Anyway, your body cannot rebuild naturally at the same rate as 30 years ago. So while you maybe can do a 30 year old workout, I doubt it benefits you as much as backing off a bit and focusing on getting faster through means other than increased fitness.
Finding 60+ women's races might prove to be difficult in most areas.
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Old 11-10-20, 05:11 PM
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In CO - look at Dr Glen Winkle (COS area). He is older (60s or 70s now), former 40+ world champion. He's into getting faster through technique.
Might also check out Colby Pierce. He's more an Olympic type coach for youth, but a smart guy.
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Old 11-10-20, 05:57 PM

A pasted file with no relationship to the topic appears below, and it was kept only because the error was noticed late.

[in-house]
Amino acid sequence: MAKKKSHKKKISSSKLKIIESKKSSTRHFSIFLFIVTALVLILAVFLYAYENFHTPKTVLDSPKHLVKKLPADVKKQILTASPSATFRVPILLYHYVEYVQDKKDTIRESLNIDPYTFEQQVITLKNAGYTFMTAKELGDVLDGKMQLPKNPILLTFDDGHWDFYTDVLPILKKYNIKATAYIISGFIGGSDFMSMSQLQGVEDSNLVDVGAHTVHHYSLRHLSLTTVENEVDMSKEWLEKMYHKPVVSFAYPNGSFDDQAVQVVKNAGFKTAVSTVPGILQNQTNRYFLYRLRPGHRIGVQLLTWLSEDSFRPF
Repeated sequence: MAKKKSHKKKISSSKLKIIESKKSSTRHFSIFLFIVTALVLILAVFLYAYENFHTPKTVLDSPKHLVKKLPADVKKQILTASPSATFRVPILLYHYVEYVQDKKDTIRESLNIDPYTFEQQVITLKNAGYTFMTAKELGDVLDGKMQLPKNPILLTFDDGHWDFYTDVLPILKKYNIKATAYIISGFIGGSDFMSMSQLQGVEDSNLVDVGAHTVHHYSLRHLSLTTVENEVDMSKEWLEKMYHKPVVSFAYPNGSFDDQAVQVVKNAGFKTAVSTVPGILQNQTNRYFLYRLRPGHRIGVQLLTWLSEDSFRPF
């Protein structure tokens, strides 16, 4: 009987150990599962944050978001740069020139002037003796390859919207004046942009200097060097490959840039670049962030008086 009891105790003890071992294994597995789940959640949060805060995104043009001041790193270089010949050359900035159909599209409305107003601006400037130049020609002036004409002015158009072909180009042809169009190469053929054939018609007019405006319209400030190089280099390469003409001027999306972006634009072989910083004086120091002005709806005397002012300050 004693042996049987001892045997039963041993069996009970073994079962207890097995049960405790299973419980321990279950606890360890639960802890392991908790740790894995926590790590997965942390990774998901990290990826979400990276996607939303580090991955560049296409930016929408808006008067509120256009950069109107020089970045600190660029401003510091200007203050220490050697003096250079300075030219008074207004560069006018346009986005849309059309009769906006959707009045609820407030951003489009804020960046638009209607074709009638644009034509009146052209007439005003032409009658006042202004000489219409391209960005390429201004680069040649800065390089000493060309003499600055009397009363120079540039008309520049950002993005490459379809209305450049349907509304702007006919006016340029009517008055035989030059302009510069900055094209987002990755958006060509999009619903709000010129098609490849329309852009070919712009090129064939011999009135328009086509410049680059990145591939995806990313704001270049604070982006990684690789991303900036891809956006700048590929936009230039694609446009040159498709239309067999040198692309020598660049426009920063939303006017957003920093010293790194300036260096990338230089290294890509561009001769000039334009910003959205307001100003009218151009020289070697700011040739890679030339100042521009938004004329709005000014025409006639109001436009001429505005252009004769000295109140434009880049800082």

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Thank you for your time and insight. You may have read I made the mistake of choosing an advanced program. WellI pared it down and took out a day of cycling and a day of lifting and it looks, right now, much more manageable with two full days off. I will look into Getting faster with less power. I have the pedal meters and love them. Take good care both of you.
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Old 11-10-20, 05:58 PM
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I am looking up them both so thank you very much.
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Old 11-10-20, 06:12 PM
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Yeah, indeed a lot. Wise to cut it back. I sent you a message. Good luck!